(CBS News) LONG BEACH ISLAND, N.J. – This is the beginning of a crucial time for beach communities battered by superstorm Sandy last October.
Business owners operate under different economic rules on the Jersey Shore, making most of their livings between now and Labor Day.
We sat down with the owners of the Harvey Cedars Shellfish Company to hear first-hand about the challenge now under way.
Brothers John and Mike Garofalo have worked every day since superstorm Sandy to get ready.
“The whole island is geared up and ready to go, and this is crunch time,” said Mike. “We have 12 weeks to, you know, to do it.”
“If you have 12 weeks, and each week is a month, and that’s your year,” John said.
Between Memorial Day and Labor Day, the story of their year will be told.
“Everybody’s ready,” said Mike. “We have to be. We want to be. We are.”
But looking at those pictures from when the storm hit, it’s a little hard to believe.
“People are resilient,” Mike said.
“People worked hard,” John said.
It’s not just their customers greeting the start of the season with a smile.
“If we don’t open Memorial Day weekend, and we’re not ready to go for the summer, it’s going to impact our suppliers down at Barnegat Light, the scallopers down at Barnegat Light, the clammers down at Tuckerton in the southern part of the bay,” Mike said.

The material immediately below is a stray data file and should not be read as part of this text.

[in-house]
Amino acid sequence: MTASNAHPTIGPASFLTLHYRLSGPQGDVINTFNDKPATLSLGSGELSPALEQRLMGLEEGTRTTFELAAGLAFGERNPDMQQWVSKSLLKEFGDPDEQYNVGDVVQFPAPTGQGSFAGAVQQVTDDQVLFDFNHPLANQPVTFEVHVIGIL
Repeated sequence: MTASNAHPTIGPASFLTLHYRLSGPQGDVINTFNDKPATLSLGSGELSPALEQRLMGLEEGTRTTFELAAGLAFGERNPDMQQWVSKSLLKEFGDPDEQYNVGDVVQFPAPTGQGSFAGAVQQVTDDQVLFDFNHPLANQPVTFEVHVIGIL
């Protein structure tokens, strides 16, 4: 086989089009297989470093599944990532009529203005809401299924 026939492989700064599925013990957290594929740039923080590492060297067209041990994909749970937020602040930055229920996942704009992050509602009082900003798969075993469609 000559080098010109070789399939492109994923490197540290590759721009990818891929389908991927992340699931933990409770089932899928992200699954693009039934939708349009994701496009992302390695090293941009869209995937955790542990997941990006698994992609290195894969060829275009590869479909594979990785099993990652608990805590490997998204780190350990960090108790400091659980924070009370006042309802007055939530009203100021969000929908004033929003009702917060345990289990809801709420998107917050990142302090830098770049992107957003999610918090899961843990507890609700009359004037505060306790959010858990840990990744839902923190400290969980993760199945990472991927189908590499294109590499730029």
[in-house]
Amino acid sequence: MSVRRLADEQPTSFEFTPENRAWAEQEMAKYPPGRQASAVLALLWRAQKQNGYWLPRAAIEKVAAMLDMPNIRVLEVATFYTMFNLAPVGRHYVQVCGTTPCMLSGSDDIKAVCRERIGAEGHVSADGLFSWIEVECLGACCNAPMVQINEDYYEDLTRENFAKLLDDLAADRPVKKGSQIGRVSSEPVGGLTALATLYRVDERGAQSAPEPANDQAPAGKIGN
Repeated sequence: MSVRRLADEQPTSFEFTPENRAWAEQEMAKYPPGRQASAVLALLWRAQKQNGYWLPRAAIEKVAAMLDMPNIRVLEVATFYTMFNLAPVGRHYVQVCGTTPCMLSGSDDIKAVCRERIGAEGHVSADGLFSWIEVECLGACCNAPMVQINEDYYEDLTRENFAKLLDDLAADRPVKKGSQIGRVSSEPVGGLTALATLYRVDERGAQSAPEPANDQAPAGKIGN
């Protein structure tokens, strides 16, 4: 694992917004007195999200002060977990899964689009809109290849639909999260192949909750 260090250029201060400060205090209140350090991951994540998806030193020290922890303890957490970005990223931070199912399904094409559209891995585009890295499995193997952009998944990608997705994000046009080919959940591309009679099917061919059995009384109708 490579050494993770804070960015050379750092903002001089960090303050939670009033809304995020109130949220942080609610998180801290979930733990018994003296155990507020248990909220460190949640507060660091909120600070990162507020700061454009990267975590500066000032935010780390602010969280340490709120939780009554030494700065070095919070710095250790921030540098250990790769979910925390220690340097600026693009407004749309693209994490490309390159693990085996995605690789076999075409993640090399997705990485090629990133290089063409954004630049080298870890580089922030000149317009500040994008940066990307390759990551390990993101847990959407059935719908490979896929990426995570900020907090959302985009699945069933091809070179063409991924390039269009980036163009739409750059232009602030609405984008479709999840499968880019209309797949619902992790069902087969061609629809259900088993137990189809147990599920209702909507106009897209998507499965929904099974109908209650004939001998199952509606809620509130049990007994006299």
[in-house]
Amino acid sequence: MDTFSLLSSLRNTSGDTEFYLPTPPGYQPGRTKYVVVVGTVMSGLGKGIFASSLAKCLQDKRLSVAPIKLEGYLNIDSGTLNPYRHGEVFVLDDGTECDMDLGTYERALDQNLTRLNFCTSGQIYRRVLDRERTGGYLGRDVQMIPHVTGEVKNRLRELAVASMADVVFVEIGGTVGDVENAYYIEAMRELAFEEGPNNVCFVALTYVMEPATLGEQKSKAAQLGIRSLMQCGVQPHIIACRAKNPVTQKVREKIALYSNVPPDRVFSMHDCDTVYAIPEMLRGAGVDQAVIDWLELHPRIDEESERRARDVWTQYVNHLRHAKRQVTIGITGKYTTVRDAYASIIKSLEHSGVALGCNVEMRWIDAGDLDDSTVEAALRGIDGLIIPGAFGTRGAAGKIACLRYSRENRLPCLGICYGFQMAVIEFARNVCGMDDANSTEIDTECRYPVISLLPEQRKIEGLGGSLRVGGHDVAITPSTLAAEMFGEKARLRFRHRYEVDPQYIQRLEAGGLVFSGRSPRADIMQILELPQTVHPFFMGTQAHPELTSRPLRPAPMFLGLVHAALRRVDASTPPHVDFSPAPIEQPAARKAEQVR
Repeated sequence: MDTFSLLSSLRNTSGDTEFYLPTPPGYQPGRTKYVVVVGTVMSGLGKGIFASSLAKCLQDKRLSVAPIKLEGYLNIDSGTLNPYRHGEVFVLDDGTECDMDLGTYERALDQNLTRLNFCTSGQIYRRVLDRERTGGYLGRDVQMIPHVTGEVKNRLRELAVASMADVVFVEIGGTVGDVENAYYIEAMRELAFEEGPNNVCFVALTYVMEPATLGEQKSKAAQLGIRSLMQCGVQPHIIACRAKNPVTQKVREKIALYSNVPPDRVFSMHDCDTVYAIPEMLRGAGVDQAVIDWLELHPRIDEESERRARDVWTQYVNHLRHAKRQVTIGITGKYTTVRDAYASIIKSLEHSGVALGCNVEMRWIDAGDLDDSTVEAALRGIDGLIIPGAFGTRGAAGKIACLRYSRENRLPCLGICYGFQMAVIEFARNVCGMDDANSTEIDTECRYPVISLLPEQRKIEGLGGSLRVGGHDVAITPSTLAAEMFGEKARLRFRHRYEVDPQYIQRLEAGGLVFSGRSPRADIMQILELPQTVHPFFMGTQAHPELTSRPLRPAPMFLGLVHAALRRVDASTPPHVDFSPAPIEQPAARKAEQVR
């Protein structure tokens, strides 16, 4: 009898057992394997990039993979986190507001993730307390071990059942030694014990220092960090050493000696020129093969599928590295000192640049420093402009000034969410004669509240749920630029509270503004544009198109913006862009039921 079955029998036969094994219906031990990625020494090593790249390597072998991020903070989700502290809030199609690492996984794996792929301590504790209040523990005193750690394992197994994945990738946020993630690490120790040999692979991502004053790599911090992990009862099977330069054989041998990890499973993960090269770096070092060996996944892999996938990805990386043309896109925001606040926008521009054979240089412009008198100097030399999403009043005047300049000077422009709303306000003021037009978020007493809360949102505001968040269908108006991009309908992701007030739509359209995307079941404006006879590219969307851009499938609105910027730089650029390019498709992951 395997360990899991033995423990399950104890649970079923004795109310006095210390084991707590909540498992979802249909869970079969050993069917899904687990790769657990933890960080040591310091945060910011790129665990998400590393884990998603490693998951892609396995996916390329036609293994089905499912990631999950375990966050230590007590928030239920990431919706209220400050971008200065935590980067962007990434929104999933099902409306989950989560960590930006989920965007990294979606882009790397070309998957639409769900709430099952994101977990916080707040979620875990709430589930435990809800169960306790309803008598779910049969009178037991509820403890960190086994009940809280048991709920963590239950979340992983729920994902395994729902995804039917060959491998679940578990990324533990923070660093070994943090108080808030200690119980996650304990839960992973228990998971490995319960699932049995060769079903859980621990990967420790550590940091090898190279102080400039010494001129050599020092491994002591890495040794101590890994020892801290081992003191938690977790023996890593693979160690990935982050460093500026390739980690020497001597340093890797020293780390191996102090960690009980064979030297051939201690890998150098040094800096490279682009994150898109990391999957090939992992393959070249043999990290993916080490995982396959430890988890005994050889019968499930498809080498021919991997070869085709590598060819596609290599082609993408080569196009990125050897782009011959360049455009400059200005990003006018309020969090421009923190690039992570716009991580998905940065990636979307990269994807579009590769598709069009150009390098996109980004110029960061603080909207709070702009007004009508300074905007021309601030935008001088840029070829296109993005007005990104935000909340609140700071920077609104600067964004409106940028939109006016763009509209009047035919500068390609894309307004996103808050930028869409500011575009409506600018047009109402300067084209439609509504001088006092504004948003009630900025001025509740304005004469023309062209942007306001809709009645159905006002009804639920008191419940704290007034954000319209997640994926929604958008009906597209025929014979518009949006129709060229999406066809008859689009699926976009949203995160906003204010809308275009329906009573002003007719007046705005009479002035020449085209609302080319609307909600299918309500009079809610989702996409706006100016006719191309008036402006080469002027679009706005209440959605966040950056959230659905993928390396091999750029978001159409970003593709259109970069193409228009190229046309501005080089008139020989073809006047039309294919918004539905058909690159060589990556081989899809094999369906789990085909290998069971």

And they’re not laying off any employees.
“No, no, we’re geared up, and we’re anticipating- I’m anticipating what we’ve done for the past 39 years,” said Mike. “We’re going to have busy nights, and we’re going to employ people.”
That’s good because you can make a good buck here. I can report first-hand what jobs at the Shellfish mean. I think I made more here when I was 15 than I did in my first three jobs in broadcasting.
“You can always come back,” John said.
“I got an apron for you, baby,” Mike said.
But for every coastal community devastated by Sandy, there’s been nothing more serious than racing the calendar to get ready for this weekend.
I asked them what does the way that the Jersey Shore has come back in such a short period of time say about the people here.
“We’re resilient,” said Mike. “We love the island. We might not belong living on a barrier island, but this is where we live. This is where we want to live. This is where we raise our children. This is where we are. We’re Islanders, and we’re going to fix it because this is where we want to be.”
The Harvey Cedars Shellfish Company, best fried shrimp in the business.